You'd be hard-pressed to find a more dramatically-situated capital city than Santiago. In the foreground is everything you'd expect: soaring skyscrapers, historical plazas and bustling avenues. But the real showstopper is Santiago's backdrop – the awe-inspiring Andes. Snow-capped or wreathed in mist, this majestic mountain range is with you wherever you go. And as you explore this city of contrasts, here are four things not to miss – from Chile's characterful luxury hotels to the best views.
1. Boho Bellavista
Striking street art, coffee-topped tables teetering on pavements and quirky markets – Bellavista is a barrio to lose yourself in. This is the place to spend lazy days enjoying picadas or lights out cocktails come sundown – such as the soul-shaking terremoto that translates as 'earthquake'. This pineapple laced fermented wine mix is so strong that the second round is usually half the size... and called an 'aftershock'.
You'll need a clear head for climbing Cerro San Cristóbal, though. This elevated urban park offers incredible panoramas, with a funicular and cable car carrying you up and down the summit. For a bird's eye view of the mountain-backed metropolis, nothing beats it. And if you enter the Bellavista end of the park, you'll also steal an up-close-and-personal look at the towering Virgen de la Inmaculada Concepción.
Top tip: nowhere captures the cosmopolitan yet caught-in-time feel of Santiago like Hotel Boutique Castillo Rojo. From here you'll be on the cusp of all that's happening in bohemian Bellavista.
2. The historical heartland
Santiago is a city that wears its history on its sleeve. Beautifully-preserved colonial architecture stands shoulder to shoulder with municipal buildings from the ‘80s. While these rather banal modern edifices won’t have you reaching for your camera, the jumble of architectural styles paints a fascinating picture of Santiago’s past.
At the city’s core lies Plaza de Armas. Crowned as the first public space by Santiago founder Pedro de Valdivia in the 16th century, it’s also the emblematic heart of Chile. From here, you’ll also be well-placed to reach a number of museums. Try Museo Chileno de Arte Precolombino and Museo Colonial, and then make time for the peaceful interior of the Catedral Metropolitana. Founded again by Valdivia, it was repeatedly restored and rebuilt over the centuries after devastating earthquakes. You can even see neoclassical influences from the Italian architects who reimagined it in the 1800s.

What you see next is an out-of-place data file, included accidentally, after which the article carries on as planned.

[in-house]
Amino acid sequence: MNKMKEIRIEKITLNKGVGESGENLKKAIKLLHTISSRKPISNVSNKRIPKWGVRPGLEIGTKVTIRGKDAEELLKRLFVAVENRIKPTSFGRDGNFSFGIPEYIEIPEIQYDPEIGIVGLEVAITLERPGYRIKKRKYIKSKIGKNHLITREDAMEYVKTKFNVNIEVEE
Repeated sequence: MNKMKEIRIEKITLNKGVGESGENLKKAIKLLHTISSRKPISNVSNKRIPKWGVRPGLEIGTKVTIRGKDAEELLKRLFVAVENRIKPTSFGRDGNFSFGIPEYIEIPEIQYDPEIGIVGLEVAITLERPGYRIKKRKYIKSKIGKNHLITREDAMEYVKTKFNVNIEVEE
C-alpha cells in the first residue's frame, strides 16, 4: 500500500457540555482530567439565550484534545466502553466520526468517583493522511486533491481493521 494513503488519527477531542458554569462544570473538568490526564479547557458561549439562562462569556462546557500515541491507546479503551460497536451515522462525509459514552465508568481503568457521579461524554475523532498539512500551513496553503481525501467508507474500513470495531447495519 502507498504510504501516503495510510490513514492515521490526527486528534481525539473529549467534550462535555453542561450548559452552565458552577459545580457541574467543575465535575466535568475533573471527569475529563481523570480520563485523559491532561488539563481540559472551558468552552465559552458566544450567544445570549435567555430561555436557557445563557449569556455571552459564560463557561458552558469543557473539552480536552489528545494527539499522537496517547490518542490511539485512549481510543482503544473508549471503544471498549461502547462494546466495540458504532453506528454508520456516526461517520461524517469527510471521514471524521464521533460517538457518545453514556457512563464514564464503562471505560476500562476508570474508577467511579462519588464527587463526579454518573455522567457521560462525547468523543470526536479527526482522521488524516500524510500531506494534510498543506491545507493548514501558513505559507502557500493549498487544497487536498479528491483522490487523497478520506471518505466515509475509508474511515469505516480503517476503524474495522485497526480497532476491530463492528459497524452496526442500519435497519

One of these architects, Joaquin Toesca, also designed Palacio de la Moneda. This ornate palace was once the country’s official mint. Today, it’s the seat of the Chilean President. It makes an imposing impression from every angle, and you can explore it as far as the inner courtyards.
3. The show-stealing food scene
Long in the shadow of Buenos Aires and Rio (somewhat unfairly), the Santiago food scene is now quietly stepping into the limelight. Here you can sample everything from indigenous-inspired flavours to supper club tasting menus setting fresh trends.
For lunch, dive into Mercado Central. This atmospheric iron-clad food hall is among the best spots to sample seafood, including octopus and possibly the most generously portioned ceviche in town. Or if you’re really hungry, pick up lomito – feed-an-army sandwiches. Stuffed empanadas also keep hunger at bay as you’re exploring the city, so look out for food trucks with the longest queues of locals.
Top tip: If you reach the Cerro San Cristóbal peak, reward yourself with a cooling cup of food truck ‘mote con huesillo’, made from intensely flavoured dried peaches.
4. Open art
You can’t swing a paintbrush without hitting a cultural landmark in Santiago. And you’ll quickly see why visitors return to the city again and again. Centro Gabriela Mistral has a continually evolving series of installations and performance pieces, making every visit a fresh experience. For a touch of tradition, bag tickets to see the Chilean National Opera perform in the striking Municipal de Santiago. Or grab something to eat at down-to-earth El Huaso Enrique that transforms into a cueca dancehall after midnight.
If you’re staying in Bellavista – and literature is more your thing – visit La Chascona. Created in the 1950s by poet Pablo Neruda for his ‘messy-haired’ mistress, Matilde, it bears all the hallmarks of his creativity.